Geoff introduced me to Mark Latchford, chairman of Essex GWCT, who was overseeing the day with Ed Rout, also from the GWCT. Mark is a gamekeeper and he runs the Littlebury Shoot, which is also on the estate’s land. “This is one of my favourite days of the year on the shooting and social aspect,” he said. “And this is one of the most beautiful venues in Essex.” 

Mark emphasised that having close links with the other shooting organisations is vital. BASC was represented at the event and there are close links with the National Gamekeepers’ Organisation via Geoff. “We’re all in it together,” Mark added. 

GWCT does the science, BASC does the politics and the NGO helps the working man in the field. Together we are stronger.” 

I watched Mark and his team shoot the driven partridge stand. As ever, each clay on its own wasn’t particularly difficult. It was the number of clays in the air, and making sure the team has a plan was the hard part. As the saying goes, “no plan survives first contact with the enemy”. They shot very well but two or three targets did pass the line when everyone’s gun was empty.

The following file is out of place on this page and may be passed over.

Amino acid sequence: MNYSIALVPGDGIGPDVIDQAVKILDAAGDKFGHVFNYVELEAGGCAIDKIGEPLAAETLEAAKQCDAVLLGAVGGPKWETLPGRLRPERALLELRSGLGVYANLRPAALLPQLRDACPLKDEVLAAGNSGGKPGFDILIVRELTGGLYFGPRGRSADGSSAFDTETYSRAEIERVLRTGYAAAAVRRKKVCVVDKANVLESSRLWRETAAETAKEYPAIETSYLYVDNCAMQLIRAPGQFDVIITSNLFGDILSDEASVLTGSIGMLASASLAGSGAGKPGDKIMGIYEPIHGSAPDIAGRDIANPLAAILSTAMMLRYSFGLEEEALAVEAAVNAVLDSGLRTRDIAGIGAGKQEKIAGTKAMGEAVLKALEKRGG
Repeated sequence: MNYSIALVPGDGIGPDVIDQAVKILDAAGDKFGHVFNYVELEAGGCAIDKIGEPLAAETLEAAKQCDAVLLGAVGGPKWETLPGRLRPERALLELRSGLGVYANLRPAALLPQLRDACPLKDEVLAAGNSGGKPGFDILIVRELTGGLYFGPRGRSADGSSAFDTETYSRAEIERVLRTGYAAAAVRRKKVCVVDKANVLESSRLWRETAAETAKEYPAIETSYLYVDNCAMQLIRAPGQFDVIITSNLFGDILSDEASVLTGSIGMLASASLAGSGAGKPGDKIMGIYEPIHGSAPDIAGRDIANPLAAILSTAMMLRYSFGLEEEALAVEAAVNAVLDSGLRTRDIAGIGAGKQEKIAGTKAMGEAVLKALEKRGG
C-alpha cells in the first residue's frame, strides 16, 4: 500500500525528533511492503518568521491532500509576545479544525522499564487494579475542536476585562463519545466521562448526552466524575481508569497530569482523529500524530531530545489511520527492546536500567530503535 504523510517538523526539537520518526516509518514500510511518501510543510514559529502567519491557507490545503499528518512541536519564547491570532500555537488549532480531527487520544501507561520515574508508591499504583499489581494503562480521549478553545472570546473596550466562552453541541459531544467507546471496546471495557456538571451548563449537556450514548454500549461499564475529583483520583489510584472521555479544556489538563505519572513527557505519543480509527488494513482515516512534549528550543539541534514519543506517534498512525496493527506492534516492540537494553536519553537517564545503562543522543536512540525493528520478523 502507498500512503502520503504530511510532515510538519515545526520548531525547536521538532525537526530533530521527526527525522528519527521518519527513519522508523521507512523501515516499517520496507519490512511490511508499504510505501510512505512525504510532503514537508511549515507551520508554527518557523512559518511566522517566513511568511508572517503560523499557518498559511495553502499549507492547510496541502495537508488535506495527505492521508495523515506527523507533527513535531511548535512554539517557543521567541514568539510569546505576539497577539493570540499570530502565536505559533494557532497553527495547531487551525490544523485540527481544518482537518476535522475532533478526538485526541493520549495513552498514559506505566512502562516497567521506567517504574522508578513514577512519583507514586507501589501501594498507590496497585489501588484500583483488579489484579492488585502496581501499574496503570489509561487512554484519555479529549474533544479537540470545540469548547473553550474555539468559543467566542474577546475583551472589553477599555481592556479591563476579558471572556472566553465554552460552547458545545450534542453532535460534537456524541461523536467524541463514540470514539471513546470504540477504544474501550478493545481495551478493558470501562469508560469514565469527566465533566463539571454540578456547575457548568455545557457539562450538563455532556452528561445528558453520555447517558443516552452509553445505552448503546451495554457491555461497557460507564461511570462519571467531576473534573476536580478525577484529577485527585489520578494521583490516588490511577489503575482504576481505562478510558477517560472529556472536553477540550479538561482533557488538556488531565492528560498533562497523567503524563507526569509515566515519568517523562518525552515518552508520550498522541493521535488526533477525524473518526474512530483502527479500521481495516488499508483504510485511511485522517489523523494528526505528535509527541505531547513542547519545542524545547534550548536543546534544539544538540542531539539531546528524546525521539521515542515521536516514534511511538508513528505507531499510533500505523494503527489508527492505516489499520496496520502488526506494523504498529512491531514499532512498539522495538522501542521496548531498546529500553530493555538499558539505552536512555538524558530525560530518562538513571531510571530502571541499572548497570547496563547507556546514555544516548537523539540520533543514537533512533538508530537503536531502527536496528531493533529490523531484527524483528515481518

Stalled in the air 

As someone who enjoys a bit of decoying, I really wanted to watch the pigeon stand being shot. Straw bales had been set out so the Guns could shoot from a seated position. That makes the shooting far harder for a start and, combined with some tricky clays, this was a great challenge for the teams. Most of the targets were pretty straightforward, but the low pair from the right were hard to see against the distant tree line. By the time the Guns spotted them, they had almost stalled in the air and were dropping into the long grass.